Creating an award-winning intranet with Unily and Cathay Pacific

22 June 2021 by DWG

Synopsis

In a June 2021 DWG Technology and Research Institute Technology Exchange, we partnered with Unily and Cathay Pacific to hear about Cathay Pacific’s award-winning Unily intranet and how it is supporting everything from employee experience to hybrid working. Featured in the session were:

  • Matthew Boyd, Product Evangelist, Unily
  • Carly Nankin, Head of Internal Communications & Engagement, Cathay Pacific
  • Steven Yong, Head of Digital Employee Experience, Insights Governance, Cathay Pacific

This post explores several takeaways from the session. A link to a recording is also included.

Who will be interested in this Technology Exchange?

This DWG Institute Technology Exchange recording will be of particular interest to:

  • anyone interested in the Unily platform
  • anyone managing an intranet or working on an intranet implementation
  • anyone looking at creating a mobile-first intranet.

Creating an award-winning intranet

Unily is an employee experience platform that powers many of the world’s leading intranets. In fact, four of the most recent Nielsen Norman Group’s top ten intranets are based on Unily, one of these being Cathay Pacific. In this latest DWG Technology and Research Institute Technology Exchange, we partnered with Unily and Cathay Pacific to get the story behind what it takes to build an award-winning intranet.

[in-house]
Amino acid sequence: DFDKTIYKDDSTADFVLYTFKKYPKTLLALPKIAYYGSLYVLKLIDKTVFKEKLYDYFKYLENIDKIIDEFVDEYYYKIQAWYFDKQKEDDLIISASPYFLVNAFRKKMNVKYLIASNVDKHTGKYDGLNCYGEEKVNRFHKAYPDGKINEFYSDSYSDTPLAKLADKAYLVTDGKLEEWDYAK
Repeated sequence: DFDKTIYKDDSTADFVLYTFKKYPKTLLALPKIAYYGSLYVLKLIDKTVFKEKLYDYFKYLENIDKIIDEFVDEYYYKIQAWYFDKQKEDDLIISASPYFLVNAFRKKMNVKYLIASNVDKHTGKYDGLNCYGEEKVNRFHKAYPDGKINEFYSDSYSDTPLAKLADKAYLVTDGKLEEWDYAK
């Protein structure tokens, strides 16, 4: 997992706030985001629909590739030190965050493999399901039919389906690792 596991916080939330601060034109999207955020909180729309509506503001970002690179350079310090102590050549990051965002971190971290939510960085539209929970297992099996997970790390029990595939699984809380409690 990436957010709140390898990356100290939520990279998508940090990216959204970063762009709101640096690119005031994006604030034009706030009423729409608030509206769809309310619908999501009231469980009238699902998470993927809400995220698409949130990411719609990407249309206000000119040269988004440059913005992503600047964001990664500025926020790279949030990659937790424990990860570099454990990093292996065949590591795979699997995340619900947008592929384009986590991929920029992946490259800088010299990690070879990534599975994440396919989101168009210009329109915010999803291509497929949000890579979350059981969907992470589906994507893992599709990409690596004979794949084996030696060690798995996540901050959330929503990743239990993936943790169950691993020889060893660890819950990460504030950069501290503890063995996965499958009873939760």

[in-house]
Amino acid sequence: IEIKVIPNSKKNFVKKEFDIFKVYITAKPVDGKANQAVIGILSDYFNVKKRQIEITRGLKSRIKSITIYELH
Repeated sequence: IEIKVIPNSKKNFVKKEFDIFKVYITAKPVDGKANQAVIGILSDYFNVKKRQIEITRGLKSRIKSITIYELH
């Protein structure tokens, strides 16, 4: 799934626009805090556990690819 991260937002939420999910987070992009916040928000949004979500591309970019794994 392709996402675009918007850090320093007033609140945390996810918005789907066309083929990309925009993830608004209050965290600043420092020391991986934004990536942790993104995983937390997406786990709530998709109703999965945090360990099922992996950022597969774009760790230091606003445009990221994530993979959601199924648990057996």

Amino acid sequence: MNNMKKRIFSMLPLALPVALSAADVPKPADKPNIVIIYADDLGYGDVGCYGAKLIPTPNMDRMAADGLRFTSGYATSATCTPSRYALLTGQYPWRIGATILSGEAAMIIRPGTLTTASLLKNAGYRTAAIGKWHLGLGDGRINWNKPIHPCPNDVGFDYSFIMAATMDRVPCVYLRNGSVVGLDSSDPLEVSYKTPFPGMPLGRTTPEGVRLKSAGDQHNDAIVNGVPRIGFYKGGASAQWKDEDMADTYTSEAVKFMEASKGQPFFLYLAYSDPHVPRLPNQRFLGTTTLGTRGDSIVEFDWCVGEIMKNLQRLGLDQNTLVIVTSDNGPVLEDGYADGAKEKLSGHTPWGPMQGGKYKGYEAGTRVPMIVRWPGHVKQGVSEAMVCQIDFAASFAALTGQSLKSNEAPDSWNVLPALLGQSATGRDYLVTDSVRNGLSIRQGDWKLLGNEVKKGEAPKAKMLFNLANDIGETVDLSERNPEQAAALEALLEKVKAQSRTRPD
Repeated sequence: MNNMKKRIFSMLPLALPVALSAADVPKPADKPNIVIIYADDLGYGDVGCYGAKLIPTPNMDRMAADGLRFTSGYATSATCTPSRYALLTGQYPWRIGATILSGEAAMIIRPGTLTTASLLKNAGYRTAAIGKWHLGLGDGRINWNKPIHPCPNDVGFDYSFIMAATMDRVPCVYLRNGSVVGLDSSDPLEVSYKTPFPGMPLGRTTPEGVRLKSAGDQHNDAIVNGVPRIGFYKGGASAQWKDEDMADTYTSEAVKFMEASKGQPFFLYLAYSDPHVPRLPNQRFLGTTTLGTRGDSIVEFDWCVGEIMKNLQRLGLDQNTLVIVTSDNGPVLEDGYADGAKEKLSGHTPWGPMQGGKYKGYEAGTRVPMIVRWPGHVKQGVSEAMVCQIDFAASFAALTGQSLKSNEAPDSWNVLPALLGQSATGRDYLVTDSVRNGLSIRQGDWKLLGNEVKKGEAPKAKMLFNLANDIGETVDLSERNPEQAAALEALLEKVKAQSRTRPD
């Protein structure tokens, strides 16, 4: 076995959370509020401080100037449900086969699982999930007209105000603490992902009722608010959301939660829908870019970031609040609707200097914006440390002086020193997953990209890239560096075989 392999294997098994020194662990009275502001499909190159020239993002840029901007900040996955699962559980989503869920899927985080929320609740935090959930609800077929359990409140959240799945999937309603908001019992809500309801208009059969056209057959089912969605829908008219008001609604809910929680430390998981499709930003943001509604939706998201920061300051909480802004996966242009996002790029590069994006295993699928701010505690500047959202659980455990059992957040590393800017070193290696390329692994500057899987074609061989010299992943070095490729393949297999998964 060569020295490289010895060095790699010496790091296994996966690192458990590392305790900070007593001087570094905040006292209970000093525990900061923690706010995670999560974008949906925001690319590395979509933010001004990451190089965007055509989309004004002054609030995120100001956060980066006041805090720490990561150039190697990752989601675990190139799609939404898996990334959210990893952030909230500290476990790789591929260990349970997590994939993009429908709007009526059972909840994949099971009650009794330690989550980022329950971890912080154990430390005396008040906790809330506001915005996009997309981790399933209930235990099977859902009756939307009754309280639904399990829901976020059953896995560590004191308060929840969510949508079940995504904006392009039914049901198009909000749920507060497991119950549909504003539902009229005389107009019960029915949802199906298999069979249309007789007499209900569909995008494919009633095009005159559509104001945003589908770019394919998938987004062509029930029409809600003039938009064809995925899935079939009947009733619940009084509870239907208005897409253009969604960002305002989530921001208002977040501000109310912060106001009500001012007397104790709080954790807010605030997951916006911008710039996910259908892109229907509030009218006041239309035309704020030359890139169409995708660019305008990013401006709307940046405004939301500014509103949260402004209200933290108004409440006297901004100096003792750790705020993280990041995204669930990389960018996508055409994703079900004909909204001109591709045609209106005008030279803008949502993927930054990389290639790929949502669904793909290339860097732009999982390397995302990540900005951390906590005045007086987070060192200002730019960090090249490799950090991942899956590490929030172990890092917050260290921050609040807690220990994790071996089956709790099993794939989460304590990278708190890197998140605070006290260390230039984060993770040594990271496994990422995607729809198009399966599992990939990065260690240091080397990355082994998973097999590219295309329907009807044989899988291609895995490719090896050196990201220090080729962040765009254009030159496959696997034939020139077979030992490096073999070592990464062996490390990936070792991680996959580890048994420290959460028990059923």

Since its creation in 2006, Unily has evolved to become a leading platform in the intranet space. The platform now serves more than 3 million users and the company has five global offices spread across Europe, North America, Asia and Australia. The offering is also now very mature, with a range of features and also achieving security standards such as ISO 27001 and SOC2.

Cathay Pacific is one of the world’s largest and best-known commercial airlines. Based in Hong Kong, the company has 20,000 employees (and a further 10,000 partners in the workforce). Seventy percent of employees, including pilots, cabin crew and operational staff work remotely, meaning they are neither office- nor desk-based.

During the session we heard from two key stakeholders involved in the creation of Cathay Pacific’s award-winning intranet: Carly Nankin, Head of Internal Communications & Engagement, and Steven Yong, Head of Digital Employee Experience, Insights & Governance. They respectively head up the internal communications and digital teams, which worked together to create, launch and manage The Hub, a global intranet based on the Unily platform that was launched in 2019.

The intranet is very much regarded as a key channel in helping to drive a better employee experience. The team try to take a holistic view of the entire employee journey from the point when a person joins Cathay Pacific to the day they leave, echoing a similar commitment to customer experience at the airline. Since the pandemic hit and more employees have been forced to work remotely, as well as the uncertainties in the travel industry, it has been even more important to focus on employee experience.

Here are eight takeaways from a great Technology Exchange with Cathay Pacific and Unily.

1. Cathay Pacific desperately needed a new intranet

Before The Hub was introduced, Cathay Pacific had an intranet that was nearly 20 years old and simply not fit for purpose. The look and feel was very outdated and difficult to use, representing more of a ‘link farm’, and the site was also not optimized for mobile access. There was very little content governance in place so much of the content was out of date and served no useful purpose. All this had led to very low levels of trust among employees and consequent low levels of adoption.

Furthermore, there was no personalization to support the airline environment in which groups of employees have very differing needs. The intranet was difficult to maintain and manage, with very poor findability, resulting it being extremely difficult for employees to find the information they needed.